THE DO’S AND DON’TS OF EMAIL ETIQUETTE
A huge amount of business correspondence is done by email in present day workplace. Used properly, emails can help us become more productive. However, when used improperly, it may lead to miscommunication and misunderstandings.
Let’s look into some basic rules of email etiquette:
1. ALWAYS START AND END YOUR EMAIL WITH A COURTEOUS GREETING AND CLOSING
A simple “Good Morning” or “Hello” will add a cheerful tone to your correspondence. Leave a good impression when ending your email with a “Thank you” or “Best Regards”.
2. ALWAYS CHECK YOUR SPELLING AND NEVER USE SHORT FORMS
Look up words in the dictionary or the Internet if you are unsure of how it is spelt. Re-read every email carefully for errors. You can use the spellcheck feature on your browser but spellchecks might change the words you meant into others. For example, it might spell “there” when you actually meant “their”. Short forms and slang words are also unacceptable as it comes off as informal.
3. USE GOOD GRAMMER
Treat every email as official documents like reports. Look out for lengthy sentences, verb tense and subject-verb agreement. Use proper punctuations and don’t overuse exclamation points. Certain words do require exclamation marks to indicate excitement, like “Congratulations”.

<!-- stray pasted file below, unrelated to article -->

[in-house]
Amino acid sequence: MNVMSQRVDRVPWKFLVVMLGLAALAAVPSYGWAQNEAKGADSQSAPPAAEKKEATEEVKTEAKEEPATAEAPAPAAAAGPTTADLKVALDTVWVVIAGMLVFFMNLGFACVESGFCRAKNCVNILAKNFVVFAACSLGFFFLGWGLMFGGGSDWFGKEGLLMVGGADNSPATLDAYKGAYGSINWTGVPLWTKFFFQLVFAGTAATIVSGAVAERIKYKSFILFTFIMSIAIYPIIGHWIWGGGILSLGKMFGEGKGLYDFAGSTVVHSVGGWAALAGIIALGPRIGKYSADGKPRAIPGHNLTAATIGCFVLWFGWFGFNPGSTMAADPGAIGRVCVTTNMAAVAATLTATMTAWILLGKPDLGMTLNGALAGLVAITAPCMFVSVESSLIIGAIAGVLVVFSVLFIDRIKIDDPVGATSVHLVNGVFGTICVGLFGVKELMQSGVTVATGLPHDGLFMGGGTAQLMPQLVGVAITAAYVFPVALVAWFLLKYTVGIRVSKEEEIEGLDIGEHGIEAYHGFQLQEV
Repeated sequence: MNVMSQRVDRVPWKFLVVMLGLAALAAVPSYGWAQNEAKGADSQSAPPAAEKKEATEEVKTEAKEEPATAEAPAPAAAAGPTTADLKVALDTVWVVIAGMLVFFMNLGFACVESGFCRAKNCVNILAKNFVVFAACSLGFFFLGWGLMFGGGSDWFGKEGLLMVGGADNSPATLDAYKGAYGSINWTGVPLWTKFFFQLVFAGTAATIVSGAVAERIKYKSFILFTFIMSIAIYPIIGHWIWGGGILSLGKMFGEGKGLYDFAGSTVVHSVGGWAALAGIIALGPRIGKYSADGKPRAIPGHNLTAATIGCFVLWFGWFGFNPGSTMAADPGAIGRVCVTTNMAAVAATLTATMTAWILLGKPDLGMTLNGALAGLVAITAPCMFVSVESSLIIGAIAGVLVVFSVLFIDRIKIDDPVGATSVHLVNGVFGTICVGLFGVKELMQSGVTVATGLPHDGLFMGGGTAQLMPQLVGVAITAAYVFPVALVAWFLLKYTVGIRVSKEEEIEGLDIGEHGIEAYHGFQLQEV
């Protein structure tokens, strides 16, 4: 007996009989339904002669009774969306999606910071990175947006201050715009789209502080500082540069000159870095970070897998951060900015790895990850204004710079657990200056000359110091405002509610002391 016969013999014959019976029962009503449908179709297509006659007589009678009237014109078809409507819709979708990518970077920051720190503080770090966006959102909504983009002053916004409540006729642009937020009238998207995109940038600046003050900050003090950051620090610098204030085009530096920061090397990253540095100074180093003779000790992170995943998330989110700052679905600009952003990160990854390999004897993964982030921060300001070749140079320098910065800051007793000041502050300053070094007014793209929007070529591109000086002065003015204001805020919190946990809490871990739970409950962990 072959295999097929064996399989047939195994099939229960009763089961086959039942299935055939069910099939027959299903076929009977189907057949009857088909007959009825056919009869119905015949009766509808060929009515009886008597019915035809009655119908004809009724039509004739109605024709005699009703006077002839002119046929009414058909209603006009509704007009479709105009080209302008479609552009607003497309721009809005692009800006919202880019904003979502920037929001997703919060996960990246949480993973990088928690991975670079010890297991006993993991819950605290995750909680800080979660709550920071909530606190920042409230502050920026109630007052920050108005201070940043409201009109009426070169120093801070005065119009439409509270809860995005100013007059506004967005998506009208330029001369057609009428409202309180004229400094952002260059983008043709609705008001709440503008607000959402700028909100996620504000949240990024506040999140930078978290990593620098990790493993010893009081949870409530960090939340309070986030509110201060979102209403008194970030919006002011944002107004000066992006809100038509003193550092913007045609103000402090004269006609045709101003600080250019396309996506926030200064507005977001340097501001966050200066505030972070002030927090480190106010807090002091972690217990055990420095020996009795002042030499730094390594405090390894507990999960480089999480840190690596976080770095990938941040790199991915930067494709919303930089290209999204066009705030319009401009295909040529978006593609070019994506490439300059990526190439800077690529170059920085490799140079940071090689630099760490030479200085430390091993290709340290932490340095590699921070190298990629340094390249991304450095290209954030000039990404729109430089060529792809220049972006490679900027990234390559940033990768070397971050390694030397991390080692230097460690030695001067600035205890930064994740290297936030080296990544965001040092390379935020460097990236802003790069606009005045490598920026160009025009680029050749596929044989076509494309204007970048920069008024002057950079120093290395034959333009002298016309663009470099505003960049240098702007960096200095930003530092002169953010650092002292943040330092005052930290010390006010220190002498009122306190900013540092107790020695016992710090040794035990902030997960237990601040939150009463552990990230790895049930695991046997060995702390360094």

4. DON’T SHOUT OR USE EMOTICONS
Proper spelling also includes not typing in all capital letters. When sentences are written in all capital letters, it might give off the wrong impressions as if you are shouting. Emoticons like smileys and other symbols should also be avoided in business emails.
5. ONLY SEND EMAILS WHEN NECESSARY
Don’t annoy others with forwarded emails that are not related to your business. When replying, make sure not to click the “reply all” button. Unnecessary emails that are annoying will cause people to ignore all of your correspondences in the future.
6. NEVER SEND INAPPROPRIATE EMAILS
Profanity, rude jokes and sexually suggestive photos are offensive and unprofessional. The same goes to trash-talking coworkers or clients. Emails such as these might even constitute sexual harassment or slander.
7. RESTRICT YOUR PERSONAL USE OF THE COMPANY EMAIL
It is best to find out your company’s policy regarding the use of your business email. Your company email might not be private and subject to company review.
8. KEEP IT SIMPLE
Emails should be reasonably short and direct. Especially if you are writing a complaint email, walk away and come back to it later. Longer discussions should occur face to face, or on the phone. Email etiquette can leave a decent impression similar to handshakes. Use it wisely and it will boost your reputation as a respected professional.